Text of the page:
South Korean visual artist and music producer Yunchul Kim imagines a reality beyond the realm of human experience, founded on his rigorous explorations into the essence of materials. Navigating a dynamic world of undulating light and flowing matter, the artist’s works often represent a moment where the physical properties of materials, typically seldom seen up-close, become manifest in new ways. Kim refers to this as the “world of materials” – a universe perceived as an embodied, tangible precursor of linguistic expression, one in which humans, objects, materials, and matter interact in active entanglement. Kim, who represented Korea at the 2022 Venice Biennale, is now showing a series of his works with Barakat Contemporary at Frieze’s permanent London space, No 9. Cork Street. Presented alongside the works of fellow Korean artists Chung Seoyoung and Sojung Jun, the exhibition will run until 17 December 2022. To learn more about Kim’s fascinating practice, his Korean Pavilion, and the new group show, Something Curated spoke with the artist.
Something Curated: Can you give us some insight into your journey to art-making?
Yunchul Kim: I am inspired and stimulated, both directly and indirectly, by a variety of subject matters including literature, music, philosophy, architecture, fashion, mythology, natural science, anthropology, and so on. But I would say I am most inspired by poetry and music. In fact, I wonder if any other art genre could be as closely related to the artist’s life and works as poetry. I think the imaginations and emotions that poetry creates are very personal, but they also transcend generations and contemporary culture. The title of my triptych drawing, Dawns, Mine, Crystal, is inspired by a chapter of Michel Foucault’s work Death and The Labyrinth.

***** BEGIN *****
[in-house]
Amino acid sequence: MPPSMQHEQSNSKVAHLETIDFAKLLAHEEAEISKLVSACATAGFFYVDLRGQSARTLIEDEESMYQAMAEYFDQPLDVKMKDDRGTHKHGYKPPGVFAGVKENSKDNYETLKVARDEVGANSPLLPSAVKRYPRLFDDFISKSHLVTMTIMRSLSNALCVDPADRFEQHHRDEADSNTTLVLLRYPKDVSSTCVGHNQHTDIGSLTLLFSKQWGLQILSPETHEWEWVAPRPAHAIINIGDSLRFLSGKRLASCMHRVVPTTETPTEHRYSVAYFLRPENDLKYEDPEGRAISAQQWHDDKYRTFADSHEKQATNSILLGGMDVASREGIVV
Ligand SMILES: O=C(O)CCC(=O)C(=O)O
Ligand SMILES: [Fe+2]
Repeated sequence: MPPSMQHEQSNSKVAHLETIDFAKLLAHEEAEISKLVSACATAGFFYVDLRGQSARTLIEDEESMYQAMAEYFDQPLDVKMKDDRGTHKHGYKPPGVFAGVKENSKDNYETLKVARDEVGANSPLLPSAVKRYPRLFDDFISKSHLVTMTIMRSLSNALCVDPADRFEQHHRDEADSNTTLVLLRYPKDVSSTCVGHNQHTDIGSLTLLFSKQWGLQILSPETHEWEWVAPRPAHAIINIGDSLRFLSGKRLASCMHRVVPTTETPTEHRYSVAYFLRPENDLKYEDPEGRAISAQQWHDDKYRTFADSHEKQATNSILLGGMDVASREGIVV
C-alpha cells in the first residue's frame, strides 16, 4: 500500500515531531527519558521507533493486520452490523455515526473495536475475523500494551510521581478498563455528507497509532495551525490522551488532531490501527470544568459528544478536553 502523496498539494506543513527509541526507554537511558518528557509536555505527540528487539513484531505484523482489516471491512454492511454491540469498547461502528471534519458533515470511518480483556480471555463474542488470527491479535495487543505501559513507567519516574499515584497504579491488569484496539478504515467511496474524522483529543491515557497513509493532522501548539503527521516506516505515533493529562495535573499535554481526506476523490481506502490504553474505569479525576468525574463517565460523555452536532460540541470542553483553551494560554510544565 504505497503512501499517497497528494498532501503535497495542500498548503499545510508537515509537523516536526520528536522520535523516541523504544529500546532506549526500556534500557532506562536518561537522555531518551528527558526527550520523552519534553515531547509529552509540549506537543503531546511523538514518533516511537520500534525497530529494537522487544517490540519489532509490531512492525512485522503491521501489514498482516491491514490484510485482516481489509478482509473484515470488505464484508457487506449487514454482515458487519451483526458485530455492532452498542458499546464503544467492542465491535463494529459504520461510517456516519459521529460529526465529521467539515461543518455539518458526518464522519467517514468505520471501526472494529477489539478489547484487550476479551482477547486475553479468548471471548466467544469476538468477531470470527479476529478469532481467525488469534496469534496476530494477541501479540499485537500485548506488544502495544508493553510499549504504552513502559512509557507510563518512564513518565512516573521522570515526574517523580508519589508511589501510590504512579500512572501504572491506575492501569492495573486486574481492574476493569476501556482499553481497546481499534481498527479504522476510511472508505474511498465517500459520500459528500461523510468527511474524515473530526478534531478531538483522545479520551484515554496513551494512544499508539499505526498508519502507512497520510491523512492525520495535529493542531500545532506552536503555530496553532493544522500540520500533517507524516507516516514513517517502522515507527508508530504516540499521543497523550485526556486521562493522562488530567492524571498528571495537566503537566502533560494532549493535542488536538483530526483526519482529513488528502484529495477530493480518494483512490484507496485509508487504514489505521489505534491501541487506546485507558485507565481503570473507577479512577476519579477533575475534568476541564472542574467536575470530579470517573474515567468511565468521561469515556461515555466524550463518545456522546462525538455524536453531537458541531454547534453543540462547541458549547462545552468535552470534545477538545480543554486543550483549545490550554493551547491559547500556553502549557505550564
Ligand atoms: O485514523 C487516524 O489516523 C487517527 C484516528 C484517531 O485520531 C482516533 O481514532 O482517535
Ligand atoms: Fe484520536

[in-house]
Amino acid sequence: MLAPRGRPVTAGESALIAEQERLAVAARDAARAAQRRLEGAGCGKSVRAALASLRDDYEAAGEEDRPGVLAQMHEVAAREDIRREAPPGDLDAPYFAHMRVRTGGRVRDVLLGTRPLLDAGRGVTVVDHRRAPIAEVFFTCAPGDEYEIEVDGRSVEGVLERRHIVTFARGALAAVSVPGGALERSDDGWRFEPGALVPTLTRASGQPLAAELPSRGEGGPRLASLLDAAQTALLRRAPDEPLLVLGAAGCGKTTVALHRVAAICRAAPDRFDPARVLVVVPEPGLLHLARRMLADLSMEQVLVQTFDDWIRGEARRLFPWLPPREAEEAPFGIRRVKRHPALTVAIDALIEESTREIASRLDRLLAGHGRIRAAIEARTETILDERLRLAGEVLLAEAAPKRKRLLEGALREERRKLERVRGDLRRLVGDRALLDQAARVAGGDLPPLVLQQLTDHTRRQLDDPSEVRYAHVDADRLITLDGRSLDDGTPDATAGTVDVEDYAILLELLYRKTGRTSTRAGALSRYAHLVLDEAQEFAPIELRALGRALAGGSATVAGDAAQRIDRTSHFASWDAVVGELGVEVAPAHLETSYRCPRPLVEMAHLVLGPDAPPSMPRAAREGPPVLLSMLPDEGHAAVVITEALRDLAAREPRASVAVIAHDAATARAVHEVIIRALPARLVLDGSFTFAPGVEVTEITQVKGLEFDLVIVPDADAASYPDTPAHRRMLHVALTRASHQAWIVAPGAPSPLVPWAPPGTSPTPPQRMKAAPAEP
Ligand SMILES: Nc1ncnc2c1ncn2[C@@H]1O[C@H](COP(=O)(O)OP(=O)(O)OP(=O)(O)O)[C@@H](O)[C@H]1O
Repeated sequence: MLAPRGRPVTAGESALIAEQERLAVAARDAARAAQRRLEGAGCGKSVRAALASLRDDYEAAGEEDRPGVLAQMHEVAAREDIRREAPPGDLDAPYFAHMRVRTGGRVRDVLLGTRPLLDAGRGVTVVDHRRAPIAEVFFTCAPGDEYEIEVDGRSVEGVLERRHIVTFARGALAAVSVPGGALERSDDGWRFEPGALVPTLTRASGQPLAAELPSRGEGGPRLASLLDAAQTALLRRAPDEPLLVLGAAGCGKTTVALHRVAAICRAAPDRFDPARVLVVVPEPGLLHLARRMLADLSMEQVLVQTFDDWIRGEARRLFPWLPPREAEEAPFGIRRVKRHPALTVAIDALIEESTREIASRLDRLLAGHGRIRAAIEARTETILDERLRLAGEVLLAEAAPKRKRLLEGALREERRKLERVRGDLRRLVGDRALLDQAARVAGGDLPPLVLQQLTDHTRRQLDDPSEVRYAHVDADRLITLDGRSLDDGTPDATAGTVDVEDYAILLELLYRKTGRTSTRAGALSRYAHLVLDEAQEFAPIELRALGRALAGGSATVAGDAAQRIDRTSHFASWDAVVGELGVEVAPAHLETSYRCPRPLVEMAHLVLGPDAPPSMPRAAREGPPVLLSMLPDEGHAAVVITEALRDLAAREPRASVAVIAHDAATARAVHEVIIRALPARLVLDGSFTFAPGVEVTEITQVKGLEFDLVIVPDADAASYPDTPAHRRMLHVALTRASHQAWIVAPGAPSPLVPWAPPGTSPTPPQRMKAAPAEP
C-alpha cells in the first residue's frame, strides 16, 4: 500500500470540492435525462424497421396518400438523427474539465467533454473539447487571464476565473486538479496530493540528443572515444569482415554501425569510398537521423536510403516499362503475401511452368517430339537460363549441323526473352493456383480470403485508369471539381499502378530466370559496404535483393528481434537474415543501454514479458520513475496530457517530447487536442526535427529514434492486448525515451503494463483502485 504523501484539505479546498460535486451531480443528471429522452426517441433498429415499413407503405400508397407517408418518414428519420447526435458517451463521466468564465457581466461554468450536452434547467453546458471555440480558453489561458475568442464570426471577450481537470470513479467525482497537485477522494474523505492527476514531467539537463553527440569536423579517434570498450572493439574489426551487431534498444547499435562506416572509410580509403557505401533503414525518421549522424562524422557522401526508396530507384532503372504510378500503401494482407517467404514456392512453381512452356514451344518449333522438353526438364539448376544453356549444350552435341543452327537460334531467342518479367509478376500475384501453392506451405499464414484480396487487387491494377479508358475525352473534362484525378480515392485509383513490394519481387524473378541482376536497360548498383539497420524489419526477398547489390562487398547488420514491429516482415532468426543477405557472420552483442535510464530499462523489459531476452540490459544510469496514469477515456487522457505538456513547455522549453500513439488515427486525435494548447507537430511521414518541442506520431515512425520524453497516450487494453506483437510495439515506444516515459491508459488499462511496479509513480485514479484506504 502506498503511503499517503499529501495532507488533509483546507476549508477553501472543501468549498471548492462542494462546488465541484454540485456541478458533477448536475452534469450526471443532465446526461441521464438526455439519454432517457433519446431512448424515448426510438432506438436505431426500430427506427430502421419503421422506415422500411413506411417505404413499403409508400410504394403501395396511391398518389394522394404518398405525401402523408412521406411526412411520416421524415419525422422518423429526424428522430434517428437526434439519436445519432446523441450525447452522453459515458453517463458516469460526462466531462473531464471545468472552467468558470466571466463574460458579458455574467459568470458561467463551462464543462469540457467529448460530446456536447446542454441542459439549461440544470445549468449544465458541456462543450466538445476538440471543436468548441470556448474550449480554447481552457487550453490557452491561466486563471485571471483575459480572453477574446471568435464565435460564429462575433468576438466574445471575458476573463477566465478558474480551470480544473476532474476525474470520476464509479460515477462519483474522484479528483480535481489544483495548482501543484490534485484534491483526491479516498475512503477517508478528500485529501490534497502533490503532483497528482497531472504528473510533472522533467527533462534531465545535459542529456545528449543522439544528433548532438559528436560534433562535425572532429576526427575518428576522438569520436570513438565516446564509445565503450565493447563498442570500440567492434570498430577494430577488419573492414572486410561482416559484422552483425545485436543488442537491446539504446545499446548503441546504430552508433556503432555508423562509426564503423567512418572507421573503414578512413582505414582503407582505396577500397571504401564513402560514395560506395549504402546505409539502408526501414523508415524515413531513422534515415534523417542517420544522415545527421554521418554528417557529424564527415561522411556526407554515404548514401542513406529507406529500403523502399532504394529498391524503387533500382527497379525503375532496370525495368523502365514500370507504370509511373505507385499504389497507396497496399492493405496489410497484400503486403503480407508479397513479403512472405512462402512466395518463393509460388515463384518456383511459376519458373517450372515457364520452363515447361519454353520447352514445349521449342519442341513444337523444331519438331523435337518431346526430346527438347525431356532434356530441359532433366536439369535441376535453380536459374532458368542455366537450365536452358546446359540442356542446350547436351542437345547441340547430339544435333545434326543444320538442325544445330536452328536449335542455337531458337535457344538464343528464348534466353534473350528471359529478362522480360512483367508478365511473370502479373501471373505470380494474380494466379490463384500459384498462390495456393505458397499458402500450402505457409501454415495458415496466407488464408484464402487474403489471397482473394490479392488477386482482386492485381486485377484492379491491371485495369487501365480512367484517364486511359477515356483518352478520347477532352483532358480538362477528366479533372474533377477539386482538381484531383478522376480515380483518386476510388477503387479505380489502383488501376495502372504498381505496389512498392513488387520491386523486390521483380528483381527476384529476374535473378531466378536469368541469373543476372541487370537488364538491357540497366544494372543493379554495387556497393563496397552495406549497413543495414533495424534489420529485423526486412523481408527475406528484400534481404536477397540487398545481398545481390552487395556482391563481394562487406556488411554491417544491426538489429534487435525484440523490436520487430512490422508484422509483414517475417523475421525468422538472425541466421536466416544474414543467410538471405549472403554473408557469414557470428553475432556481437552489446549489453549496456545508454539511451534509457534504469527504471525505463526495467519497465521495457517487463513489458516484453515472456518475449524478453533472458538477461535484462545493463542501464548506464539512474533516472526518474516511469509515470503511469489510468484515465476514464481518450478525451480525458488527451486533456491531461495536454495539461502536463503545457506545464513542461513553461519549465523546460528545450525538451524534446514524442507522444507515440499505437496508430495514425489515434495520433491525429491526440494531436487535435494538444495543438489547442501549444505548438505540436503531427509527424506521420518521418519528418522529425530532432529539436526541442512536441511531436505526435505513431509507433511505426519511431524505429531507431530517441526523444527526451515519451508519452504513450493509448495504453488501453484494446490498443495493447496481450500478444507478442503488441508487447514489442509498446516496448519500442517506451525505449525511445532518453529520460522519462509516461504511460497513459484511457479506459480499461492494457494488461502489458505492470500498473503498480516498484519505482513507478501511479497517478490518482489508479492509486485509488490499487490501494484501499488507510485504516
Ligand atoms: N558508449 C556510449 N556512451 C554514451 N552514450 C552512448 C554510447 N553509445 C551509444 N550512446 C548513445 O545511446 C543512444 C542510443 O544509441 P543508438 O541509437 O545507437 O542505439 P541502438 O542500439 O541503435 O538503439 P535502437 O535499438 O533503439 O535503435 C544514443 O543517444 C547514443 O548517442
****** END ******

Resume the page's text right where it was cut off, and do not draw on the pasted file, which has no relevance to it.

Music is an event composed of sound. Music is a time-based art that allows us to experience the event of creation and extinction of countless notes. I listen to all kinds of music, from the almost sacred abstract music of Bach, to Pop and Electronic music. When I plan and produce new works, I often listen to one song over and over again. It’s not because I am listening to a particular musical melody, but because the music itself creates another space-time, transforming my studio into an unfamiliar space.
SC: Could you expand on how your experience as a musician has permeated your material practice?
YK: I think all my work starts with music. I studied composition and studying contemporary music composition was like thinking about music with other disciplines, like natural sciences such as mathematics, physics and astronomy, and humanities like philosophy, aesthetics, architecture, and art. Perhaps this multidisciplinary approach and practice has become the biggest part of my work. There is also a lot of evidence supporting that Pythagoras in Greece and Confucius in China also devised ways to tune notes. Interestingly, I have more interactions with scientists than artists, and personally, I think it is an important element to have a variety of perspectives on a single topic alongside other fields. Often, I find when mathematicians, philosophers, and artists talk about the infinity, there are many layers of fascinating stories, and they create a depth that we don’t even think of. I believe working in this way allows me to traverse freely across various fields such as matter, machinery, sound, and so on.
SC: Congratulations on your brilliant presentation at this year’s Venice Biennale — how did you approach creating works for the Korean Pavilion?